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My fingers turn blue for hours when it’s cold. Should I be worried? Add to ...

The question: My fingers get so cold that they turn blue and stay that way for several minutes and sometimes hours. I’m worried that this may be circulation-related? What is happening and what can I do?

The answer: We’re all feeling the bite of this year’s long, cold winter. Our fingers, toes and ears are the most vulnerable to the subzero temperatures. However, since your fingers are turning blue for an extended period of time, you may have a condition called Raynaud’s phenomenon.

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When we are exposed to the cold, our bodies conserve heat by decreasing blood flow to our hands and feet. In general, this is short-lived and will reverse quickly – unless you have Raynaud’s.

Symptoms of Raynaud’s can include tingling and numbness in the fingers and toes, whitening of the fingers and the blue discolouration you describe. Raynaud’s attacks can be triggered by exposure to cold temperatures or emotional stress. Washing dishes, or recreational activities such as fishing, golfing and gardening can also spark symptoms.

There are two kinds of Raynaud’s phenomenon. In the first, known as primary Raynuad’s, the cause is unknown. Secondary Raynaud’s may be a symptom of a disease that affects the walls of our blood vessels such as atherosclerosis, or connective tissue disorders such as scleroderma or Sjogren’s syndrome. Medications that cause blood vessel constriction can also lead to secondary Raynaud’s. People who work with vibrating power tools and machinery, spend long hours typing, or are professional musicians may also develop the condition.

For most, occasional episodes of Raynaud’s will not cause tissue damage. That being said, frequent attacks can result in a permanent decrease in blood flow, pain and changes to the skin over time. And while the condition is not life threatening, it can lead to significant disability and pain.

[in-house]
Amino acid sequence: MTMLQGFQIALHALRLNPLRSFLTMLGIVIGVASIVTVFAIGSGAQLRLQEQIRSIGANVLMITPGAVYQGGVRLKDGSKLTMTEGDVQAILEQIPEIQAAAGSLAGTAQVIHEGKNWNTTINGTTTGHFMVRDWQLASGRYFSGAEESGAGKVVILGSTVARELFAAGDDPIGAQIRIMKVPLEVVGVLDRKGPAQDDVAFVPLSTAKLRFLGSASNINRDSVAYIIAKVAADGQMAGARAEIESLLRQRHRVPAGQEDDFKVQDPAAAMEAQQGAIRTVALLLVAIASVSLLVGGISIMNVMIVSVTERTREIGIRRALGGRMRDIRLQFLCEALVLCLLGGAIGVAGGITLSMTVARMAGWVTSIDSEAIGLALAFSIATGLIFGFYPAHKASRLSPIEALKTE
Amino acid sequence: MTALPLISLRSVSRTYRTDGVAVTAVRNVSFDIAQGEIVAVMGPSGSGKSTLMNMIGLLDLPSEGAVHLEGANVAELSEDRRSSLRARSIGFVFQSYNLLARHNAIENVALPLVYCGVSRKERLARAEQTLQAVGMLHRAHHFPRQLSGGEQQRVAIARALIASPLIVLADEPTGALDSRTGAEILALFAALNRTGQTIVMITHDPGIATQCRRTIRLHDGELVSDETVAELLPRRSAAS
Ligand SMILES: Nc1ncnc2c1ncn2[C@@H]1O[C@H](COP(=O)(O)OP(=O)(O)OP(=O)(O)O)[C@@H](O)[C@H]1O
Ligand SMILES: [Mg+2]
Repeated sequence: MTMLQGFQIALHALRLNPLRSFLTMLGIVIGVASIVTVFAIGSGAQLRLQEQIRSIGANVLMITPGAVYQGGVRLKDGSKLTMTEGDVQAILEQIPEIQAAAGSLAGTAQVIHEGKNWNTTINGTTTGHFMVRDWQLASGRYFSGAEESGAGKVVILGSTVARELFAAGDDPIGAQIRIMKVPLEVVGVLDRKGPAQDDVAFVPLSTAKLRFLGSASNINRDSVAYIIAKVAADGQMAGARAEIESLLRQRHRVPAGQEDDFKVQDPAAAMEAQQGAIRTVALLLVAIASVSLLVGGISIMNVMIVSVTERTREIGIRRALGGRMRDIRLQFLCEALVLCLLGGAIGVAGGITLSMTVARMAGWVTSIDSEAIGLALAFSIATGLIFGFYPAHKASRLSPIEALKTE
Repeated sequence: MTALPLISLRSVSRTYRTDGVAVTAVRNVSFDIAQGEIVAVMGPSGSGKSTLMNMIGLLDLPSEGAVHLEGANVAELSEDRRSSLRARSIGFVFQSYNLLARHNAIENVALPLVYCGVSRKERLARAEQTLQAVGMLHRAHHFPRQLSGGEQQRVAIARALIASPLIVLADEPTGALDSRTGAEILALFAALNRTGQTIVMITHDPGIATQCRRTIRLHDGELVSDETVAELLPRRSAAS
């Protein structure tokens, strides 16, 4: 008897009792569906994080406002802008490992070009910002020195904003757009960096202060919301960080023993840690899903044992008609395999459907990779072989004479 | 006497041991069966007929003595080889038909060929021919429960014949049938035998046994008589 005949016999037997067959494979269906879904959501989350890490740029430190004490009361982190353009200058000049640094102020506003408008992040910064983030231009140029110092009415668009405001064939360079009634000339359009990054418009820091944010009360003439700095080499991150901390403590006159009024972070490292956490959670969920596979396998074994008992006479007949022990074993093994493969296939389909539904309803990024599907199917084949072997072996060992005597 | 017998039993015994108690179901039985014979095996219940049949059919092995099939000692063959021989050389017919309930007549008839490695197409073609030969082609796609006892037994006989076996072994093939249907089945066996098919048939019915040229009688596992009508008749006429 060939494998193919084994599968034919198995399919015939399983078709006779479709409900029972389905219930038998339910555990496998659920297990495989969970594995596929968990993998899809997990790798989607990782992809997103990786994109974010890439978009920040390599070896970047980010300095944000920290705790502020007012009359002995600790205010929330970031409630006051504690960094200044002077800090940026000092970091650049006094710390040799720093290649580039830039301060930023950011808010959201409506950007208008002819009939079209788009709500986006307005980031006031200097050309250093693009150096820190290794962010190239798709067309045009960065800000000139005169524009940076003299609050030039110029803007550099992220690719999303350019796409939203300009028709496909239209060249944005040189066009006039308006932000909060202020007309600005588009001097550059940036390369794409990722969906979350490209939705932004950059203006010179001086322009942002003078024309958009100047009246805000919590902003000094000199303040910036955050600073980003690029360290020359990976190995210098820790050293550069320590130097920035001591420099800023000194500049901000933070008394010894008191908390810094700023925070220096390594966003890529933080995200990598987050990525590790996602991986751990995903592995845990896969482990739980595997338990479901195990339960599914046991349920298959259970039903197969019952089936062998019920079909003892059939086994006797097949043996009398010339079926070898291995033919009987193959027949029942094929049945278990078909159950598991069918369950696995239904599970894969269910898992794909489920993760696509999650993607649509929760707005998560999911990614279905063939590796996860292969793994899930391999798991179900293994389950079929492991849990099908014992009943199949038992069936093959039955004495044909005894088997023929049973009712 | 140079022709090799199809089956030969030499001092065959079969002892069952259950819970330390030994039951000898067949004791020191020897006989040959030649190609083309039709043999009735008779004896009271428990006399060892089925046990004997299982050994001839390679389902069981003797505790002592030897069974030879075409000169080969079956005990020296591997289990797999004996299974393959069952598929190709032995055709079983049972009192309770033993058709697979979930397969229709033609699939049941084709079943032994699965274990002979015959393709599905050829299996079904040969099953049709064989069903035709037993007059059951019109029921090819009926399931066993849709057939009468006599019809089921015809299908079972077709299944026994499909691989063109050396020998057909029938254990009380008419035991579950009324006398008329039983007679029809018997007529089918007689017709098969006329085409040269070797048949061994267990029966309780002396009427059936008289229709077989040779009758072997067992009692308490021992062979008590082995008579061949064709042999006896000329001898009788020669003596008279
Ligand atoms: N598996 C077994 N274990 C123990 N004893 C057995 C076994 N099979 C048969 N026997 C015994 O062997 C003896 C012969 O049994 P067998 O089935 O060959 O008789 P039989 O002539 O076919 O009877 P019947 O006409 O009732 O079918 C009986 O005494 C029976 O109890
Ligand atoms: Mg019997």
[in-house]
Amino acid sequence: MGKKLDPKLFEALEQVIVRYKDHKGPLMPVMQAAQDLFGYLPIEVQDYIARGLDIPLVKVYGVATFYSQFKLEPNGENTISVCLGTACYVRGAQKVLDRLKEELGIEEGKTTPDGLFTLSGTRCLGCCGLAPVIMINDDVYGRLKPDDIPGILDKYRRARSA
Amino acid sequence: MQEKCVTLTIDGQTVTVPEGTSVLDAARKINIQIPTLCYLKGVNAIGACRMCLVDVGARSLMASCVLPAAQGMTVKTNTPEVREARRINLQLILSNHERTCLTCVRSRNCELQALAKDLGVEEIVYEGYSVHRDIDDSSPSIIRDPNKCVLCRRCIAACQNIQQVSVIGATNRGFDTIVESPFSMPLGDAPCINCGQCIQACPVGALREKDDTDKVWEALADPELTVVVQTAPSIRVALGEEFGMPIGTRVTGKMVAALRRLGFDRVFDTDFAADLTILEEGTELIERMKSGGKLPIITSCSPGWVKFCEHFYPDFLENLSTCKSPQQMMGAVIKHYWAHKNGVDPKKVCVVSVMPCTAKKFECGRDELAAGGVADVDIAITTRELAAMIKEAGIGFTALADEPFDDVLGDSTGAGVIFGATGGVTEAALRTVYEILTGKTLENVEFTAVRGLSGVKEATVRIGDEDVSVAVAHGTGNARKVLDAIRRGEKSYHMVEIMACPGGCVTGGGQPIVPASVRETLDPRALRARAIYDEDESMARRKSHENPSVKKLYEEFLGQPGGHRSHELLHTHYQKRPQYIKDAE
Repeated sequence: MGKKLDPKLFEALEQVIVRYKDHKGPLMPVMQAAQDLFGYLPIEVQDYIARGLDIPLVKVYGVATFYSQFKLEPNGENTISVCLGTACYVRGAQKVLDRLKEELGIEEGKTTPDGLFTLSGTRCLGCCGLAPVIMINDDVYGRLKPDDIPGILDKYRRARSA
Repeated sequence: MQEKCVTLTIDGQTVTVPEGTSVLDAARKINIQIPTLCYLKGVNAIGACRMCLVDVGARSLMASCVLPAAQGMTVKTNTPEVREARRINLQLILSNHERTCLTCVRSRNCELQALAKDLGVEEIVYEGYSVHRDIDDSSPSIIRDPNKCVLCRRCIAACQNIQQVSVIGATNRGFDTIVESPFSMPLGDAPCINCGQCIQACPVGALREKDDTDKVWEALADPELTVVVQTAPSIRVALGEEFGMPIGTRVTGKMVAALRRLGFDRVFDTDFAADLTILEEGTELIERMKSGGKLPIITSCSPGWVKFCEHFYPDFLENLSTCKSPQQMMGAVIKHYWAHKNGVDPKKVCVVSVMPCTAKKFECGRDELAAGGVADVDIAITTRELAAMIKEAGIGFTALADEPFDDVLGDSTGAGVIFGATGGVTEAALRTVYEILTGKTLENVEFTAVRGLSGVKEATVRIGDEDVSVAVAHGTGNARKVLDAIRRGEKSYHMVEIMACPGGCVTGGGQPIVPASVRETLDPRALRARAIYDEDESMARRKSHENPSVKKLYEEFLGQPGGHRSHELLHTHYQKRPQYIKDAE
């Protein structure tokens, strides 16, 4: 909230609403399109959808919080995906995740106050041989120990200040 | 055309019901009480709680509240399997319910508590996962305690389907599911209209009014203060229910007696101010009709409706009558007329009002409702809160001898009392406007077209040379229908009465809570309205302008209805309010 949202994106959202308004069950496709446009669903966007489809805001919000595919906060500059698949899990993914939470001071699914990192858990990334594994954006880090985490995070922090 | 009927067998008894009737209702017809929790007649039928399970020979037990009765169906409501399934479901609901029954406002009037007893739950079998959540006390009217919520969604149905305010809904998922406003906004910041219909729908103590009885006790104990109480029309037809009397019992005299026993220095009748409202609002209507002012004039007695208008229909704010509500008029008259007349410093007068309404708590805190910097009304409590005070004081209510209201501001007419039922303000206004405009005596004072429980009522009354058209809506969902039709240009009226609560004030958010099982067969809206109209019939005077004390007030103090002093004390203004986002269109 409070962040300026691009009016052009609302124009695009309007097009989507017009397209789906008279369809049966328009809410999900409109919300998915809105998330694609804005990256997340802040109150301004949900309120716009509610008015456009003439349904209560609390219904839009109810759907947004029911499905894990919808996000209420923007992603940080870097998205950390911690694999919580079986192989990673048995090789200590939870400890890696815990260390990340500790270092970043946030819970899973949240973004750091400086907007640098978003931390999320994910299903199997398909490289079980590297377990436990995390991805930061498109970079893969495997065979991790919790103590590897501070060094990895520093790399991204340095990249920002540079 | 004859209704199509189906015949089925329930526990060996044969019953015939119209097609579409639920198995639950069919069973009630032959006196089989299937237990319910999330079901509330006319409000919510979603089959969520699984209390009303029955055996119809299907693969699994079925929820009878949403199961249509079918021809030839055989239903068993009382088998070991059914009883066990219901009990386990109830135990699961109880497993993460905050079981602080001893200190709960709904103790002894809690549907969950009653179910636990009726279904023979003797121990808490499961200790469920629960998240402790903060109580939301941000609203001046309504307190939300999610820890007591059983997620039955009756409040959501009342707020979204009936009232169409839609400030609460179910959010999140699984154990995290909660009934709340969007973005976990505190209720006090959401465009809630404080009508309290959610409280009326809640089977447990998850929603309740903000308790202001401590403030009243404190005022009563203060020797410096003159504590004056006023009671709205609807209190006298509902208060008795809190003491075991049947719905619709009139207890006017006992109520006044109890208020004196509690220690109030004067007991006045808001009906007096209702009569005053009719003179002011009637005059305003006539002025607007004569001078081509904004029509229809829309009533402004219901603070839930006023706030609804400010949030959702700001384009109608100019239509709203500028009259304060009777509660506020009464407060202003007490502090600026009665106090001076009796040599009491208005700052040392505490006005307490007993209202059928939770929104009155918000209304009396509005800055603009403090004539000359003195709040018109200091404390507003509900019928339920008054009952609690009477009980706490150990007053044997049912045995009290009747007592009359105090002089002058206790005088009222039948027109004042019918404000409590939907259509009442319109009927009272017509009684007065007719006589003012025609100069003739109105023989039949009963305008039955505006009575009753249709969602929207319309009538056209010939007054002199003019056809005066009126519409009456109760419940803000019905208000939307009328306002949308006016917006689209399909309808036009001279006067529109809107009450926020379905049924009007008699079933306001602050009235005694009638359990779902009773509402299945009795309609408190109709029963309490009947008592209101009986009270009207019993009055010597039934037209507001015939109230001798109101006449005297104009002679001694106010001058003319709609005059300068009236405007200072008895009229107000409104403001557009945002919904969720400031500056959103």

At this time, there is no cure, but there are many things that you can do to minimize the frequency of attacks.

Protect your extremities by wearing gloves and warm socks in colder weather. Use warm water and keep gloves nearby when you wash dishes. If you experience an attack, try exercises that help increase blood flow such as the “windmill,” which involves swinging your arms vigorously.

Nicotine can trigger vasospasm (when blood vessels tighten and go into spasm) and worsen Raynaud’s, so consider quitting or cutting back on smoking. Since stress can trigger Raynaud’s, relaxation techniques can help you gain control of the situation and counter the attacks.

In some cases, medications that relax the blood vessels, such as those used to treat high blood pressure, can be taken 30 to 60 minutes prior to cold exposure. But the most important treatment for Raynaud’s is minimizing triggers and keeping warm.

Dr. Sheila Wijayasinghe is the medical director at the Immigrant Womens’ Health Centre, works as a staff physician at St. Michael’s Hospital in their Family Practice Unit and at Hassle Free Clinic, and established and runs an on-site clinic at Women’s Habitat Shelter in Etobicoke.

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The content provided in The Globe and Mail’s Ask a Health Expert centre is for information purposes only and is neither intended to be relied upon nor to be a substitute for professional medical advice, diagnosis or treatment.

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